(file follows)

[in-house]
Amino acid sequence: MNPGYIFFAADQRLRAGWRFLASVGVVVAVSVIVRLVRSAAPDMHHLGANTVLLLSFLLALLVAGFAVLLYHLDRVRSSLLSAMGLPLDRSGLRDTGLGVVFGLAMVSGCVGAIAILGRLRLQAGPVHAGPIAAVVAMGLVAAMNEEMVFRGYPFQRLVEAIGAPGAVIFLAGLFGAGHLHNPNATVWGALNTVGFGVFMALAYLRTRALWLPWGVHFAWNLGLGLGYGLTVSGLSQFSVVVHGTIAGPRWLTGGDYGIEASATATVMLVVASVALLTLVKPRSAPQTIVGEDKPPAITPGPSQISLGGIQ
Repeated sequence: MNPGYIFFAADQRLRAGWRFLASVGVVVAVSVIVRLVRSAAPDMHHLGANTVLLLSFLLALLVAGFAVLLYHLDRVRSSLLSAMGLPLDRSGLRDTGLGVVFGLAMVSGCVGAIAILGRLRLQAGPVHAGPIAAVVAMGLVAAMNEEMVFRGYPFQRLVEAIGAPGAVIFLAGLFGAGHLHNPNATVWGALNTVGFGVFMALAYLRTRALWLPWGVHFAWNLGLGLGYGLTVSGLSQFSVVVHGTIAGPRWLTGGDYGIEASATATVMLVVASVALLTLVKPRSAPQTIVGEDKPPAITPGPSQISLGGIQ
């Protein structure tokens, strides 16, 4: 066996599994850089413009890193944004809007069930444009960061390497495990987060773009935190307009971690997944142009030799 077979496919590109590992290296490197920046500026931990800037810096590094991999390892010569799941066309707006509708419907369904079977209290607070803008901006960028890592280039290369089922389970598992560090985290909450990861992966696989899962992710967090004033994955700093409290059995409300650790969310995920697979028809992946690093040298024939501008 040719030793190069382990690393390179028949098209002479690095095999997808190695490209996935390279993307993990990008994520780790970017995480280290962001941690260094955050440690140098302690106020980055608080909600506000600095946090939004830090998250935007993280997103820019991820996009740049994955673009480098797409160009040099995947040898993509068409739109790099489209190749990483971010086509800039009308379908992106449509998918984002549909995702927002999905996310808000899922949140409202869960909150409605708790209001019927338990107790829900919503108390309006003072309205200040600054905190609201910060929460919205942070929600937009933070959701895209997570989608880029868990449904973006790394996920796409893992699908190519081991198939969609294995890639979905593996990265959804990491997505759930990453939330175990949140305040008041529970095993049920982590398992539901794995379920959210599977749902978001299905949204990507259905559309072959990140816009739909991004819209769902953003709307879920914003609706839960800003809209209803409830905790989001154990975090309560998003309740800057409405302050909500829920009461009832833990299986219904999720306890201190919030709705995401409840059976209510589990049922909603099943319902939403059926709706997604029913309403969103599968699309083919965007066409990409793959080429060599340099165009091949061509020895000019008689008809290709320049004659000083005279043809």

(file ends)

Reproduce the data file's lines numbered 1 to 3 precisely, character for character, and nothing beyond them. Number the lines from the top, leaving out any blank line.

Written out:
[in-house]
Amino acid sequence: MNPGYIFFAADQRLRAGWRFLASVGVVVAVSVIVRLVRSAAPDMHHLGANTVLLLSFLLALLVAGFAVLLYHLDRVRSSLLSAMGLPLDRSGLRDTGLGVVFGLAMVSGCVGAIAILGRLRLQAGPVHAGPIAAVVAMGLVAAMNEEMVFRGYPFQRLVEAIGAPGAVIFLAGLFGAGHLHNPNATVWGALNTVGFGVFMALAYLRTRALWLPWGVHFAWNLGLGLGYGLTVSGLSQFSVVVHGTIAGPRWLTGGDYGIEASATATVMLVVASVALLTLVKPRSAPQTIVGEDKPPAITPGPSQISLGGIQ
Repeated sequence: MNPGYIFFAADQRLRAGWRFLASVGVVVAVSVIVRLVRSAAPDMHHLGANTVLLLSFLLALLVAGFAVLLYHLDRVRSSLLSAMGLPLDRSGLRDTGLGVVFGLAMVSGCVGAIAILGRLRLQAGPVHAGPIAAVVAMGLVAAMNEEMVFRGYPFQRLVEAIGAPGAVIFLAGLFGAGHLHNPNATVWGALNTVGFGVFMALAYLRTRALWLPWGVHFAWNLGLGLGYGLTVSGLSQFSVVVHGTIAGPRWLTGGDYGIEASATATVMLVVASVALLTLVKPRSAPQTIVGEDKPPAITPGPSQISLGGIQ